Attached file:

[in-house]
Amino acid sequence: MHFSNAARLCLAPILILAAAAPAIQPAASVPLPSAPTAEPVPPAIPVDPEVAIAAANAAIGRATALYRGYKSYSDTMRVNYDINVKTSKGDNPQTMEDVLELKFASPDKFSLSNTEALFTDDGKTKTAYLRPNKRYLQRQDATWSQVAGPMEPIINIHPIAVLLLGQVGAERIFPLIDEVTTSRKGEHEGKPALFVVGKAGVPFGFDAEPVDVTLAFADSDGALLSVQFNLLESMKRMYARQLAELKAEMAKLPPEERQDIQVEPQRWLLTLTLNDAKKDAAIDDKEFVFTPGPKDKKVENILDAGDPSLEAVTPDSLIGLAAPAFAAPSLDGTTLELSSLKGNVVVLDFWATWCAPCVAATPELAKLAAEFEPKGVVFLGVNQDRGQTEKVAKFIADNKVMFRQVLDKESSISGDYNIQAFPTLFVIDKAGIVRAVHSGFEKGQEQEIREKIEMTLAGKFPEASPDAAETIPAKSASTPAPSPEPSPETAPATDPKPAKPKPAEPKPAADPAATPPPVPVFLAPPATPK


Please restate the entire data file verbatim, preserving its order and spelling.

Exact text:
[in-house]
Amino acid sequence: MHFSNAARLCLAPILILAAAAPAIQPAASVPLPSAPTAEPVPPAIPVDPEVAIAAANAAIGRATALYRGYKSYSDTMRVNYDINVKTSKGDNPQTMEDVLELKFASPDKFSLSNTEALFTDDGKTKTAYLRPNKRYLQRQDATWSQVAGPMEPIINIHPIAVLLLGQVGAERIFPLIDEVTTSRKGEHEGKPALFVVGKAGVPFGFDAEPVDVTLAFADSDGALLSVQFNLLESMKRMYARQLAELKAEMAKLPPEERQDIQVEPQRWLLTLTLNDAKKDAAIDDKEFVFTPGPKDKKVENILDAGDPSLEAVTPDSLIGLAAPAFAAPSLDGTTLELSSLKGNVVVLDFWATWCAPCVAATPELAKLAAEFEPKGVVFLGVNQDRGQTEKVAKFIADNKVMFRQVLDKESSISGDYNIQAFPTLFVIDKAGIVRAVHSGFEKGQEQEIREKIEMTLAGKFPEASPDAAETIPAKSASTPAPSPEPSPETAPATDPKPAKPKPAEPKPAADPAATPPPVPVFLAPPATPK